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NMBZ Holdings, NMB Bank’s holding company, made a profit before taxation of $6 208 904 in the year ended 31 December 2016.
Its banking subsidiary achieved a capital adequacy ratio of 23,3 percent, compared to 19,3 percent the previous year against the regulatory minimum of 12 percent.
Its liquidity ratio was 40,1 percent, compared to 30,4 percent in 2015 against the regulatory minimum of 30 percent.
Briefing analysts on Friday on the group’s results for the 2016 financial year, NMBZ chief executive Benefit Washaya said the bank now had lines of credit amounting to $35 million dedicated to exporters, after securing a $15 million line of credit last year from two European developmental financial institutions.
Mr Washaya drew attention to the difficult operating environment in which the bank had nevertheless achieved an after tax profit of $5,1 million compared to $5,5 million the previous year.
Chief among the challenges was the shortage of funds in nostro accounts, the cash shortages and company closures.
Interest rates had been capped. Transactional and plastic money fees had also been controlled. He said that, while there had been a negative effect on the bank’s earnings from caps on interest and transactional charges, these measures were good for the economy.
“When interest rates become affordable, companies come forward to borrow, more jobs are created, businesses operate profitably, resulting in more taxes being paid, which is good for the economy,” he said.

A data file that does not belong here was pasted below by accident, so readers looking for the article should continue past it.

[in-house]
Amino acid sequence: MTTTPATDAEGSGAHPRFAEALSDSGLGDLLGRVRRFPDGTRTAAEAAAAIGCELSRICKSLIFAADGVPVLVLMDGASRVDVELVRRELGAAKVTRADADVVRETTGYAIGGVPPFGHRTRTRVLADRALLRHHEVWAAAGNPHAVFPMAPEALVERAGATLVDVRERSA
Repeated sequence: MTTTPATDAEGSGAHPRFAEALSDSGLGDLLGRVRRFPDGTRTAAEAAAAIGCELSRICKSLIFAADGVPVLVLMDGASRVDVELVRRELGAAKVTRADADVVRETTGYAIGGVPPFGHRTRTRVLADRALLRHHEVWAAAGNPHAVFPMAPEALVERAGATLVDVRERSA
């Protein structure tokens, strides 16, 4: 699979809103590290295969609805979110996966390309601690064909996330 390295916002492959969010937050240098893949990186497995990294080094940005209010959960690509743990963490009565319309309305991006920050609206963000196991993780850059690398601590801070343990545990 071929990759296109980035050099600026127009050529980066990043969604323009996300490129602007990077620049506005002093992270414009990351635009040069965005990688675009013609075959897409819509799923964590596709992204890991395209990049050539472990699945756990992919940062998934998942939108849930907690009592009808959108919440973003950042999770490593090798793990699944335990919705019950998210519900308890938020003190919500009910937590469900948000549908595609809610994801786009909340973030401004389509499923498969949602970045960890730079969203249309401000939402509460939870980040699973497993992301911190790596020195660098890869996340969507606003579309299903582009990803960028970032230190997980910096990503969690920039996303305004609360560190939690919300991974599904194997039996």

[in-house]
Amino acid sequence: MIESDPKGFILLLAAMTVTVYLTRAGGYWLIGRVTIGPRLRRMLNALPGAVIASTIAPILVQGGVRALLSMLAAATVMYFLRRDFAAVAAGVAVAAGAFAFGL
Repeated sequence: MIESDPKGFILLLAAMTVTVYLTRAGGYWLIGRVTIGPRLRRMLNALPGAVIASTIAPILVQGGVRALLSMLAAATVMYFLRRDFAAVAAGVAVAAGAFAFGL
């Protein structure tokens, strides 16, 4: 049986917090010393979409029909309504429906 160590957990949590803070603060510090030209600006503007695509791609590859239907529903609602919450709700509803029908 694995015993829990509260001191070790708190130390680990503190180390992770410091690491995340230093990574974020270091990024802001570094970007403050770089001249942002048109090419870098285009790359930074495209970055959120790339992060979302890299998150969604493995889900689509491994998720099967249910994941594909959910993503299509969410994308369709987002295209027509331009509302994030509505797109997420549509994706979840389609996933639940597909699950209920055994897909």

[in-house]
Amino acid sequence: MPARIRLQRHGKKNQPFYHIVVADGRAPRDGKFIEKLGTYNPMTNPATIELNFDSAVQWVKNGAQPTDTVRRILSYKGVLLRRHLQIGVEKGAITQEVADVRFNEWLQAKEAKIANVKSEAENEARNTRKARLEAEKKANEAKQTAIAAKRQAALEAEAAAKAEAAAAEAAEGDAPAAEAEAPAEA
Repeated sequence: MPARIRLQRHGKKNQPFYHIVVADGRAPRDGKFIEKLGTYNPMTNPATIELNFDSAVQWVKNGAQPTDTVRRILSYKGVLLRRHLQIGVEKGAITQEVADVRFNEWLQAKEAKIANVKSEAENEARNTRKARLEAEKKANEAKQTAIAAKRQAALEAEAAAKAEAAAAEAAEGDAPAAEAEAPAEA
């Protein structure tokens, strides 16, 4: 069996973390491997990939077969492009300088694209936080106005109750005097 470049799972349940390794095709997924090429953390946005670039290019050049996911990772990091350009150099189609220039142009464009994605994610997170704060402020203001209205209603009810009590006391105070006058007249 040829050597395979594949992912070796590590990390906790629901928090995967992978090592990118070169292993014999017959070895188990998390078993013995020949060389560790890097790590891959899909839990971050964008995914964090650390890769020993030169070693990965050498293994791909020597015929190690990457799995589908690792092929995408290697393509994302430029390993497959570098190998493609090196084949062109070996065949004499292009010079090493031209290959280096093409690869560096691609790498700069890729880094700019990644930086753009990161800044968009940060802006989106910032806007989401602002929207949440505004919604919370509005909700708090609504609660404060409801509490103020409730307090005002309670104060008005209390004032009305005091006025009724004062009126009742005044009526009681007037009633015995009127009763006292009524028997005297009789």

He said the uptake of the no frills NMBLite account, which was launched last year, had been encouraging.
The bank had established a dedicated SME Unit, which had been well received by small to medium sized enterprises.
“Going into 2017, I believe we are going to benefit from this,” he said.
The non-performing loans ratio at 31 December 2016, stood at 10,7 percent, which was down from 13,2 percent at the end of 2015. The bank hoped to have reduced this to five percent by the end of this year, he said.
Operating expenses had been reduced by three percent as a result of cost cutting and containment measures.
Mr Washaya said the bank’s business was adversely affected in the first half of last year by a negative hoax social media message. However, by June confidence in the bank had been restored, as evidenced by the growth in deposits as at 31 December 2016 compared to deposits as at 30 June 2016.
Mr Washaya said shareholder’s funds stood at US$54,7 million at the end of the year.
In his statement accompanying the financial results, NMBZ’s chairman, Benedict Chikwanha, said the group had continued to make progress towards attaining its short and medium term goals, despite an increasingly challenging operating environment.
He said the operating results had been largely underpinned by the bank’s decision to broaden its target market, stricter credit underwriting standards and concerted efforts to contain non‑performing loans and operating costs.
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